‘Paumanok’ means ‘land of tribute,’ and was a Native American name referring to Long Island. It is ideal then, to have this as the first exhibit of the fall semester at the University Art Gallery, located in the Staller Center. The art being presented is the work of six Native American artists from New York City: Lorenzo Clayton, Jeffrey Gibson, Jason Lujan, Alan Michelson, Lloyd E. Oxendine and Sarah Sense. The exhibit runs from September 12, 2006 through October 18, 2006. The curators are Associate Professor at Stony Brook, Stephanie Dinkins and M.F.A. student Athena LaTocha.

With ‘Paumanok,’ the artists, who have used a wide range of materials and media, hope to re-introduce Native American culture and tradition and encourage its study and examination. The exhibit has, for example, paintings, digital prints, and mixed media installations. The artists have provided a unique blend of contemporary and traditional art. In other words, traditional art has been created through the use of contemporary materials.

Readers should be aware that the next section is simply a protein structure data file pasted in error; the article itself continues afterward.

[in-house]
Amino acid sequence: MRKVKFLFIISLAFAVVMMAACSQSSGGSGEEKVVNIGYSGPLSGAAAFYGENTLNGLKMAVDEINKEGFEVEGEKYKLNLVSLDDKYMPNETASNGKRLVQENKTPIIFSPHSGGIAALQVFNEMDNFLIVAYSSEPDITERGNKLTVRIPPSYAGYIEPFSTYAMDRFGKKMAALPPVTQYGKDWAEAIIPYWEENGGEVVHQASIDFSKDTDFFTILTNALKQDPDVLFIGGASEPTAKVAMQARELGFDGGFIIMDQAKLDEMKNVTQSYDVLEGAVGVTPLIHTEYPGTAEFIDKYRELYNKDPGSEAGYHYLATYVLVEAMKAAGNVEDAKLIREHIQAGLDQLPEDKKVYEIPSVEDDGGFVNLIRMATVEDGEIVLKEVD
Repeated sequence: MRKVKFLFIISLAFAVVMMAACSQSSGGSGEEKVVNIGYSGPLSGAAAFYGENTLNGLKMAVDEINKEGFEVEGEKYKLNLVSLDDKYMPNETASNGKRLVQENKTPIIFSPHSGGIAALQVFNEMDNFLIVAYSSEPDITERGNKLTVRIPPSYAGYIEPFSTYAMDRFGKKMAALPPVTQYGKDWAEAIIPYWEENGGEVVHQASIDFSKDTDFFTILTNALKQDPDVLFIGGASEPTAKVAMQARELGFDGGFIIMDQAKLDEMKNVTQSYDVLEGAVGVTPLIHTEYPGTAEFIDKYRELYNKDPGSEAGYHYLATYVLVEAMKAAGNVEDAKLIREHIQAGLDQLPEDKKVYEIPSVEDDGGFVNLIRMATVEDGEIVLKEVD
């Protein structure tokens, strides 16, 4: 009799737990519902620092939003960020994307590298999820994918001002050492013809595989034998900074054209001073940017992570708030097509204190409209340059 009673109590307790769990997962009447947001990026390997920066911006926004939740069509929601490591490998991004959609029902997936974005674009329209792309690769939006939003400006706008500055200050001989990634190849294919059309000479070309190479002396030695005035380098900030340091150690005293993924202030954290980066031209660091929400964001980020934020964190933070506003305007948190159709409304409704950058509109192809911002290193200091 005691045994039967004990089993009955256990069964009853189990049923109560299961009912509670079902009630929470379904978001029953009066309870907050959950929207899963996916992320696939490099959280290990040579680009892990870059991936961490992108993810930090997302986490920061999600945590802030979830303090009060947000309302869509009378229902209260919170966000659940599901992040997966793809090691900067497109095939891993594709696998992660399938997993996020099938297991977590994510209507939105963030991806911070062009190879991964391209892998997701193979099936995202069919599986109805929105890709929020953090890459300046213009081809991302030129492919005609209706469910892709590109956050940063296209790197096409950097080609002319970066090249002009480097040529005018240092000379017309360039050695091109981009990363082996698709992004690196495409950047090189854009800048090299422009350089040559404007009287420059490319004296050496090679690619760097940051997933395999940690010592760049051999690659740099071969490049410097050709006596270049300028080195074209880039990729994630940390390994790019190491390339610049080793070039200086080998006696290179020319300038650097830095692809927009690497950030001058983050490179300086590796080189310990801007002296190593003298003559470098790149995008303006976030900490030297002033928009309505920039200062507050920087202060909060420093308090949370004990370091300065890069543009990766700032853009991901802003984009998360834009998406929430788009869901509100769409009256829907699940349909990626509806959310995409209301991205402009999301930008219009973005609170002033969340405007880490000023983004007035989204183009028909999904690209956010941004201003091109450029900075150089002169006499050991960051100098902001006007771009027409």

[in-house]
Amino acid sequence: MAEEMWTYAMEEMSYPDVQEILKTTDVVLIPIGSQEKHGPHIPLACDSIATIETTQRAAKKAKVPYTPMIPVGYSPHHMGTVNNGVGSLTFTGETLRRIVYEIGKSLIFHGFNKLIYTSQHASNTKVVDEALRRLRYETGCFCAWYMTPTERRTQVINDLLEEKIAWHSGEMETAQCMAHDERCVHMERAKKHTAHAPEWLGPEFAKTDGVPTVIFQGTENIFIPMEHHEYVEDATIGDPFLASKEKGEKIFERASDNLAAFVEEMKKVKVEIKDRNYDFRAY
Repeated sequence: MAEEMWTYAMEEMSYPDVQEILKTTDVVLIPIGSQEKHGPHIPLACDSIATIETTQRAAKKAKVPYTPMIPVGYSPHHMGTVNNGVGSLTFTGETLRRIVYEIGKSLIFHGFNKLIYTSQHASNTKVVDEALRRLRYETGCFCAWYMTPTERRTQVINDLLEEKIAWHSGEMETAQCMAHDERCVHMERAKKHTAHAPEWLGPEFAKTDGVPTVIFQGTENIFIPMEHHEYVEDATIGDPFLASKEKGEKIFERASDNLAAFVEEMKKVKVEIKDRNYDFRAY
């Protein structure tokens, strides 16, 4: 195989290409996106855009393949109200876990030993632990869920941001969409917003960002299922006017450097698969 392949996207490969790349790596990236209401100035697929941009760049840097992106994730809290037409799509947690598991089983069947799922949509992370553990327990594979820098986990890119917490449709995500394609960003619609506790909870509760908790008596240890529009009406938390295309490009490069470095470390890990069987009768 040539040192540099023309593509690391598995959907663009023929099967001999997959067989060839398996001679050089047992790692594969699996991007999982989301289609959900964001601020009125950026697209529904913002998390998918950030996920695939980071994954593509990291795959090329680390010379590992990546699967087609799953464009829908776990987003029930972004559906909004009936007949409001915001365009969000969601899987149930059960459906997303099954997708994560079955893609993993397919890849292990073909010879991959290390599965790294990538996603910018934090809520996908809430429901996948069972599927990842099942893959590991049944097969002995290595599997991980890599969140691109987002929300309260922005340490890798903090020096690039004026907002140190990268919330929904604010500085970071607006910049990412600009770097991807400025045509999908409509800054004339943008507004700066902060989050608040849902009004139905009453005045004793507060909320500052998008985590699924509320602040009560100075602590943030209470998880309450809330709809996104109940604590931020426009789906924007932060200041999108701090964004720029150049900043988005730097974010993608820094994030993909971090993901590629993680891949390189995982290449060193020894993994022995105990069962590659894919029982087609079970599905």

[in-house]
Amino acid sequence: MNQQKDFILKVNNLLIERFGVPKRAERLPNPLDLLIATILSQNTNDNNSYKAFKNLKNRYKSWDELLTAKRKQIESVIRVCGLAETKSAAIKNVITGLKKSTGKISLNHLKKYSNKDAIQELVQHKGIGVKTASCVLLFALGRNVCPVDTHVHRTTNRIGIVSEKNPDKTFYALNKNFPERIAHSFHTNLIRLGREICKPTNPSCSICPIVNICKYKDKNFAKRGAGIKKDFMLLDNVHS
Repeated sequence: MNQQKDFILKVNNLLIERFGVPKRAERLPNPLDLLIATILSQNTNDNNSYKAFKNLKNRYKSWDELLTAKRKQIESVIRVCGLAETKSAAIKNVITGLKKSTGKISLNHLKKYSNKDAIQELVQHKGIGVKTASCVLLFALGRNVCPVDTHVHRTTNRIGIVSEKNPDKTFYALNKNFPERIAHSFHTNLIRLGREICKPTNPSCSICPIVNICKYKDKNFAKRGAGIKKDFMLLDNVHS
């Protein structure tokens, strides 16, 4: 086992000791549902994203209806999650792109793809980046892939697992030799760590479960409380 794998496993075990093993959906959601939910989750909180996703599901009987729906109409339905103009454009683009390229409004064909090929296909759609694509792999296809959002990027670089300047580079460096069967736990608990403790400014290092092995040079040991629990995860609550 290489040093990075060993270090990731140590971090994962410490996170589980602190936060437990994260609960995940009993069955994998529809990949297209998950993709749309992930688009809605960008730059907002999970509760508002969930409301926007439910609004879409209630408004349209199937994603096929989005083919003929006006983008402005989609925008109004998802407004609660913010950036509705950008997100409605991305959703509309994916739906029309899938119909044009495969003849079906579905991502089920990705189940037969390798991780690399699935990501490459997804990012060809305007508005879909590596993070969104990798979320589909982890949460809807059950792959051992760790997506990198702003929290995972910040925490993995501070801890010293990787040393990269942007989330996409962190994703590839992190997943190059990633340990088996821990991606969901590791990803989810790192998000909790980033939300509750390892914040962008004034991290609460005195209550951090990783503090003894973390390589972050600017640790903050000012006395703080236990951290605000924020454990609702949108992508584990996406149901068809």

Alan Michelson’s (Grand River Mohawk) piece, called ‘Permanent Title’ is from 1993. He started as a painter, and was later influenced by European landscape art, as well as American landscape art. He says, ‘I perceive a temporal dimension to landscape that is inseparable from the spatial dimension, and I have experimented with different ways of rendering it. Mostly, I look not only at a site or landscape, but into it, for traces of its experience. European or Euro-American landscape artists painted views. A view is an act not only of perception but of interpretation.’ His piece consists of eleven waxed cloth sacks on which rubbings, of headstones for example, were made. These waxed cloth bags were once used as body bags. As clearly put by the curators of the exhibit, the piece ‘memorializes the past.’ All the rubbings were taken from locations along Broadway, which was an old Native trail used to cross Manhattan. The piece discusses the transition of the economy over the past 500 years.